The NAACP dubbed “Lift Every Voice and Sing” as the Black national anthem in 1919. The decision came more than a decade before “The Star-Spangled Banner” was adopted as the national anthem of the U.S.
During the civil rights movement, the song was popular during protests with the likes of “We Shall Overcome” and “Amazing Grace.” The latter was written by former slave trader John Newton, but the song helped define racial equality.
Sharpton said the ability of “ Lift Every Voice and Sing ” enduring several generations speaks volumes.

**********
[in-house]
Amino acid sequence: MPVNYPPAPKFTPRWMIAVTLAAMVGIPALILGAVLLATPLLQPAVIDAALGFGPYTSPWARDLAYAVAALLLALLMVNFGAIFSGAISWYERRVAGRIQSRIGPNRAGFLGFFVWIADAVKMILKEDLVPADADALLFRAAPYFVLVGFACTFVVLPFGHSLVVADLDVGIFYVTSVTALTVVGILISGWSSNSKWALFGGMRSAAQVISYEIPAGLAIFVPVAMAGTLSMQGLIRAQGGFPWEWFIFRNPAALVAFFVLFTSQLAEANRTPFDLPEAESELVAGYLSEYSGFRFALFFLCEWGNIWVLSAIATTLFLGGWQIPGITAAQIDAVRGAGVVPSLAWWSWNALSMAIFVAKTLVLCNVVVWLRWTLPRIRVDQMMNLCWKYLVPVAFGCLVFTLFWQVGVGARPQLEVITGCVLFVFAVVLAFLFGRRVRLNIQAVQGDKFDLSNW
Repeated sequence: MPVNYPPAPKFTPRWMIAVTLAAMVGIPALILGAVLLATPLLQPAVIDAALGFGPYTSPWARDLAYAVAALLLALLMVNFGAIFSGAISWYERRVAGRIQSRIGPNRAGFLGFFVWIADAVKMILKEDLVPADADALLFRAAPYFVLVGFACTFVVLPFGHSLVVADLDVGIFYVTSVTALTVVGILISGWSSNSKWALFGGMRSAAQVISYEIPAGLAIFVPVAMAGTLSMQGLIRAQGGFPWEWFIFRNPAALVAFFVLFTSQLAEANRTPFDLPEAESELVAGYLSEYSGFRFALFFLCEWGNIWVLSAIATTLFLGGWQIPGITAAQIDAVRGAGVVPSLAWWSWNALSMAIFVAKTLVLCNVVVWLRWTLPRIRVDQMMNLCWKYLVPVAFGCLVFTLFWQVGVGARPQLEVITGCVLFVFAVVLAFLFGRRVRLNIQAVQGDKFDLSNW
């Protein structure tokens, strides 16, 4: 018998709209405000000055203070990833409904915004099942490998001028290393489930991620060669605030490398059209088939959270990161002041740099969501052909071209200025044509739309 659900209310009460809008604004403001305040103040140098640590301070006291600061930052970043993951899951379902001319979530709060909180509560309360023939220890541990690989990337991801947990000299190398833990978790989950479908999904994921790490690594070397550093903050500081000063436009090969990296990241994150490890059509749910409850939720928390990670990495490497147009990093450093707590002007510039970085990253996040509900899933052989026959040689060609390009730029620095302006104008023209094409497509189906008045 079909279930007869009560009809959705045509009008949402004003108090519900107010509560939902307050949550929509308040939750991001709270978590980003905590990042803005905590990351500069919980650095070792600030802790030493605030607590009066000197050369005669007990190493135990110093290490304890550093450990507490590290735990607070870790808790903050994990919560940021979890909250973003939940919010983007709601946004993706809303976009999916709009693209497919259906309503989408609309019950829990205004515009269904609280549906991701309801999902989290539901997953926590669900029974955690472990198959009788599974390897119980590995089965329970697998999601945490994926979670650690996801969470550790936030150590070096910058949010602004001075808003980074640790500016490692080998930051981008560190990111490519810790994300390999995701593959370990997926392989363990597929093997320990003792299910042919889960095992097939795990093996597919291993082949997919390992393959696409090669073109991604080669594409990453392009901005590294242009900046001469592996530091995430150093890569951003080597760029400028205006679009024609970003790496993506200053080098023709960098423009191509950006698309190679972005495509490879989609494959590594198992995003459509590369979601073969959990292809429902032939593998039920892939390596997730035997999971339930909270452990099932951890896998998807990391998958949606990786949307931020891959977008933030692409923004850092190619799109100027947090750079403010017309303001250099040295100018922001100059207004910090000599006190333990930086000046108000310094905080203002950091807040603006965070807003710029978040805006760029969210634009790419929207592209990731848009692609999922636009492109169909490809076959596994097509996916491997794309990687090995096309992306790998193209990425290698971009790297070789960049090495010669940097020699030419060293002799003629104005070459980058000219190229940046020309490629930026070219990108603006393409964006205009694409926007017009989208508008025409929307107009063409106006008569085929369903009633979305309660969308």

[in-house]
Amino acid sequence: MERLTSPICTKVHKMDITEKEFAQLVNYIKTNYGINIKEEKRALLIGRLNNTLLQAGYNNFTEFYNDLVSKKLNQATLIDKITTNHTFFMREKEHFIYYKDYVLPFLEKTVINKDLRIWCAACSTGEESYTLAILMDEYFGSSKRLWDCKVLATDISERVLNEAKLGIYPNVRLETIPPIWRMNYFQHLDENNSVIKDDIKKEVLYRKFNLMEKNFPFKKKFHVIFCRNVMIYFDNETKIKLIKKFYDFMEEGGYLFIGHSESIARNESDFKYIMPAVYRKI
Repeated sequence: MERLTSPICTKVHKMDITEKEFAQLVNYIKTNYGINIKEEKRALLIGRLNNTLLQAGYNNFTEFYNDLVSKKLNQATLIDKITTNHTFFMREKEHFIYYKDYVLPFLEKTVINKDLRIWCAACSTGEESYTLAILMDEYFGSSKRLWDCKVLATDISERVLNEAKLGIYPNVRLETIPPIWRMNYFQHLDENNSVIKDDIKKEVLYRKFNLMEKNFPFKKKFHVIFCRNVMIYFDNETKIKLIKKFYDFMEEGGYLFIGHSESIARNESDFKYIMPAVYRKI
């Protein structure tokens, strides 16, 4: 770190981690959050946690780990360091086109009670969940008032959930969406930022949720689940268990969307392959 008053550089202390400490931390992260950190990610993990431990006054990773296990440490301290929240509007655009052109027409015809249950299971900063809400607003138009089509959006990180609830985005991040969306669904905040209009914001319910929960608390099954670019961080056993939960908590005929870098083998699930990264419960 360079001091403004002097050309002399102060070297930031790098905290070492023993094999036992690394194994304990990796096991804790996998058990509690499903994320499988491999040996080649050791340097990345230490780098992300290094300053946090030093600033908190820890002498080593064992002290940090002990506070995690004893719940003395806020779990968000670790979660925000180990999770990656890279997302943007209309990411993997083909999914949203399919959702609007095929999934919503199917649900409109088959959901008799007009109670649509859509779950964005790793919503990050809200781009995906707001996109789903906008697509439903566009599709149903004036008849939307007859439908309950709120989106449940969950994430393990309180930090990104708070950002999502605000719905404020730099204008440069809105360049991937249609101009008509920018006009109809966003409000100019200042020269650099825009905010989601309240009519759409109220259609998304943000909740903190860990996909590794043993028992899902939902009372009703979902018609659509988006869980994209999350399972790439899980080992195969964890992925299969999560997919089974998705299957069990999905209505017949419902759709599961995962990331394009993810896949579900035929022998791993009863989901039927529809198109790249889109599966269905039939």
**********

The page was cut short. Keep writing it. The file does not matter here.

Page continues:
“The fact that this song could survive us going from the back of the bus and the outhouse to the Truman Balcony at the White House, it shows that this song really resonates in our hearts,” he said. “Very few songs would last through those kinds of changes in Black America. That’s why it’s a great barometer to the cultural shift.”
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